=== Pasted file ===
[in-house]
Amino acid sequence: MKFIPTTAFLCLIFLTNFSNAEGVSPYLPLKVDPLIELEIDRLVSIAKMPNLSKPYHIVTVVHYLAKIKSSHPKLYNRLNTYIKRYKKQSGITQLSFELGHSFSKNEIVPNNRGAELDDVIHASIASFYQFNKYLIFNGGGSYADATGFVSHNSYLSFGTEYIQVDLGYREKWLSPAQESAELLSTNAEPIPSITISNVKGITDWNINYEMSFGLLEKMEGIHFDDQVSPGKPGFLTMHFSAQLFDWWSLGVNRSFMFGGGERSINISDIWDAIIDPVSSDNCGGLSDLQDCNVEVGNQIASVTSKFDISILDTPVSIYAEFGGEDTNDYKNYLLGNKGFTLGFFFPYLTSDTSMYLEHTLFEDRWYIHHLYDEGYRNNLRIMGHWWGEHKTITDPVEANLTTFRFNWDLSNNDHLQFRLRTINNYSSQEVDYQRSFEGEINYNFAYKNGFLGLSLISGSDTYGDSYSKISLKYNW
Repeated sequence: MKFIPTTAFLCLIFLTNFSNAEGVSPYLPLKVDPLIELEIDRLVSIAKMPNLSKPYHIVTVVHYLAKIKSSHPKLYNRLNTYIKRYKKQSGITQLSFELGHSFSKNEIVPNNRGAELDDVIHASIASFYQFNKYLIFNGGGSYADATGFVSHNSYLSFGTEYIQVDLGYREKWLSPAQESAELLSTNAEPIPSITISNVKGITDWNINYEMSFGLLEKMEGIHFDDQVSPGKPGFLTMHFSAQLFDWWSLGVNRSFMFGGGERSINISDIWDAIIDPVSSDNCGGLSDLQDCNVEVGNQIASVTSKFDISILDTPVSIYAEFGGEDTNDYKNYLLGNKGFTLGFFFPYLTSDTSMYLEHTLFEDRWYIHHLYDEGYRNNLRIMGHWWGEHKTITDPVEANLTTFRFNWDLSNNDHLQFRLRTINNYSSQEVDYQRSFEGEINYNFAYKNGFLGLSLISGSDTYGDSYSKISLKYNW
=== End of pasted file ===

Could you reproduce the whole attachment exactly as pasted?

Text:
[in-house]
Amino acid sequence: MKFIPTTAFLCLIFLTNFSNAEGVSPYLPLKVDPLIELEIDRLVSIAKMPNLSKPYHIVTVVHYLAKIKSSHPKLYNRLNTYIKRYKKQSGITQLSFELGHSFSKNEIVPNNRGAELDDVIHASIASFYQFNKYLIFNGGGSYADATGFVSHNSYLSFGTEYIQVDLGYREKWLSPAQESAELLSTNAEPIPSITISNVKGITDWNINYEMSFGLLEKMEGIHFDDQVSPGKPGFLTMHFSAQLFDWWSLGVNRSFMFGGGERSINISDIWDAIIDPVSSDNCGGLSDLQDCNVEVGNQIASVTSKFDISILDTPVSIYAEFGGEDTNDYKNYLLGNKGFTLGFFFPYLTSDTSMYLEHTLFEDRWYIHHLYDEGYRNNLRIMGHWWGEHKTITDPVEANLTTFRFNWDLSNNDHLQFRLRTINNYSSQEVDYQRSFEGEINYNFAYKNGFLGLSLISGSDTYGDSYSKISLKYNW
Repeated sequence: MKFIPTTAFLCLIFLTNFSNAEGVSPYLPLKVDPLIELEIDRLVSIAKMPNLSKPYHIVTVVHYLAKIKSSHPKLYNRLNTYIKRYKKQSGITQLSFELGHSFSKNEIVPNNRGAELDDVIHASIASFYQFNKYLIFNGGGSYADATGFVSHNSYLSFGTEYIQVDLGYREKWLSPAQESAELLSTNAEPIPSITISNVKGITDWNINYEMSFGLLEKMEGIHFDDQVSPGKPGFLTMHFSAQLFDWWSLGVNRSFMFGGGERSINISDIWDAIIDPVSSDNCGGLSDLQDCNVEVGNQIASVTSKFDISILDTPVSIYAEFGGEDTNDYKNYLLGNKGFTLGFFFPYLTSDTSMYLEHTLFEDRWYIHHLYDEGYRNNLRIMGHWWGEHKTITDPVEANLTTFRFNWDLSNNDHLQFRLRTINNYSSQEVDYQRSFEGEINYNFAYKNGFLGLSLISGSDTYGDSYSKISLKYNW